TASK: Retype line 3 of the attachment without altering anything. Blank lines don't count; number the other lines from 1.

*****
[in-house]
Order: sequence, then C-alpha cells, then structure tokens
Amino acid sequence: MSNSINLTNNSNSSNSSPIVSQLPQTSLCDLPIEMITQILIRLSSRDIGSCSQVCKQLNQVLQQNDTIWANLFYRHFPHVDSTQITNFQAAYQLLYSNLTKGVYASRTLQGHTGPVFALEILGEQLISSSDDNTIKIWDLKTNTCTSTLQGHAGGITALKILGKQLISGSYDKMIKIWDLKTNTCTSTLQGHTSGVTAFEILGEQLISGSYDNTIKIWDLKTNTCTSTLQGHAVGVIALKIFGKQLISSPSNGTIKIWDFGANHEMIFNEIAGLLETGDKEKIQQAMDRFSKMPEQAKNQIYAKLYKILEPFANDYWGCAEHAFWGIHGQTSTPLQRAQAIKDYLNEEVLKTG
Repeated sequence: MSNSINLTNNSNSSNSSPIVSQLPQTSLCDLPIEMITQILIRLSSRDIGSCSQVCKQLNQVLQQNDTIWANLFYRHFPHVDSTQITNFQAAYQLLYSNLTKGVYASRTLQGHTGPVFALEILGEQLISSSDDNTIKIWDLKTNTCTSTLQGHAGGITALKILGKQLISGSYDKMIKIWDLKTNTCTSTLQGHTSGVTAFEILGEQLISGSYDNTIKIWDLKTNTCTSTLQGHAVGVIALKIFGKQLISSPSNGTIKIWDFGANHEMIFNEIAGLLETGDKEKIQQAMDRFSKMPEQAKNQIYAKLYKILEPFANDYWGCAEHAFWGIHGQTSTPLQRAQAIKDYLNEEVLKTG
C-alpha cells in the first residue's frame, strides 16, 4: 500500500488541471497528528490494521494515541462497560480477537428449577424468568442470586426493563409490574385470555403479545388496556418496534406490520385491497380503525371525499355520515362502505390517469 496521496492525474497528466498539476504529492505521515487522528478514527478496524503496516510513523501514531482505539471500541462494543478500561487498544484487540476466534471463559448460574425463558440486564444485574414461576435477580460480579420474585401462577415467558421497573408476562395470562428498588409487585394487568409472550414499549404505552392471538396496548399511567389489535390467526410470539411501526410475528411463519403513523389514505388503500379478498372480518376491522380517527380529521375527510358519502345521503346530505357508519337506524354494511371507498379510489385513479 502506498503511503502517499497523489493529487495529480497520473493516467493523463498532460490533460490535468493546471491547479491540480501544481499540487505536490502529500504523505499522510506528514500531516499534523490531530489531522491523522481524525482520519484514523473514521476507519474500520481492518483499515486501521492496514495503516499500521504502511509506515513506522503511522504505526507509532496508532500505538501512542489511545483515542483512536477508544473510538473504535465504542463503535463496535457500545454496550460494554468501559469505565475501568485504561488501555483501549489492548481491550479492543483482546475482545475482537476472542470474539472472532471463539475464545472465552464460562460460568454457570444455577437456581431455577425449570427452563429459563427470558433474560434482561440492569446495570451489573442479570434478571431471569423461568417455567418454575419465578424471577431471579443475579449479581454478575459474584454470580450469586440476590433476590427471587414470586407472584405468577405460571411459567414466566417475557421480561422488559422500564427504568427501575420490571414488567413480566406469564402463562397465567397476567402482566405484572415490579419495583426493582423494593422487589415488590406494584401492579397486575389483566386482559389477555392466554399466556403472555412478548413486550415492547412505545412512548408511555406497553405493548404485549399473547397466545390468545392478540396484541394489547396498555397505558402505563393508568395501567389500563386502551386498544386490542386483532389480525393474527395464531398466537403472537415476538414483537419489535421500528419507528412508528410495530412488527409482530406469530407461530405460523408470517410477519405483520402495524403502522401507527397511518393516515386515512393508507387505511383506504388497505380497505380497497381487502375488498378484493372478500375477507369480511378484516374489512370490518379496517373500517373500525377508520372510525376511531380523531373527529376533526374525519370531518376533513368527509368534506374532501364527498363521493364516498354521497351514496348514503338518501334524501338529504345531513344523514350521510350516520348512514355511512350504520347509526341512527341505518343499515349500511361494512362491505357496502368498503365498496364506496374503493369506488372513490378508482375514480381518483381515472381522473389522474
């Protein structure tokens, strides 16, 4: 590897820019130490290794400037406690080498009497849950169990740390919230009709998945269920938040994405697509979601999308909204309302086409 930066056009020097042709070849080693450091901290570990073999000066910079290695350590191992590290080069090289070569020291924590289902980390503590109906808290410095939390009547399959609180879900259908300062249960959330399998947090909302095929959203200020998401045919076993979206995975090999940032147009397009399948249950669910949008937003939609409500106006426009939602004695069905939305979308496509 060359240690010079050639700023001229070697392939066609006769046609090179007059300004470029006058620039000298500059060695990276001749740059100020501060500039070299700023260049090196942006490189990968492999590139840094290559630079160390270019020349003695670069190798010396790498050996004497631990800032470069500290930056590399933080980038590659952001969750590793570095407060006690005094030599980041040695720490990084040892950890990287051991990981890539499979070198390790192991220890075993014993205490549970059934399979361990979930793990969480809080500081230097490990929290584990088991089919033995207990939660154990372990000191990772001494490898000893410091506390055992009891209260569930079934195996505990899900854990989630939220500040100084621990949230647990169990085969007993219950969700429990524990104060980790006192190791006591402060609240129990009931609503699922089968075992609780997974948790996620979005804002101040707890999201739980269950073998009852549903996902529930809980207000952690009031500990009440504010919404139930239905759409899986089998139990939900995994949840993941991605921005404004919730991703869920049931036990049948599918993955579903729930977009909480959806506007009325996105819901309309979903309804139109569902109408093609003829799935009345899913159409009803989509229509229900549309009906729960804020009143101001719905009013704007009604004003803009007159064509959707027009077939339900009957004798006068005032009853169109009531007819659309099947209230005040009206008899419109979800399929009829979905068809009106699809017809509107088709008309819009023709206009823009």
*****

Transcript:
Amino acid sequence: MSNSINLTNNSNSSNSSPIVSQLPQTSLCDLPIEMITQILIRLSSRDIGSCSQVCKQLNQVLQQNDTIWANLFYRHFPHVDSTQITNFQAAYQLLYSNLTKGVYASRTLQGHTGPVFALEILGEQLISSSDDNTIKIWDLKTNTCTSTLQGHAGGITALKILGKQLISGSYDKMIKIWDLKTNTCTSTLQGHTSGVTAFEILGEQLISGSYDNTIKIWDLKTNTCTSTLQGHAVGVIALKIFGKQLISSPSNGTIKIWDFGANHEMIFNEIAGLLETGDKEKIQQAMDRFSKMPEQAKNQIYAKLYKILEPFANDYWGCAEHAFWGIHGQTSTPLQRAQAIKDYLNEEVLKTG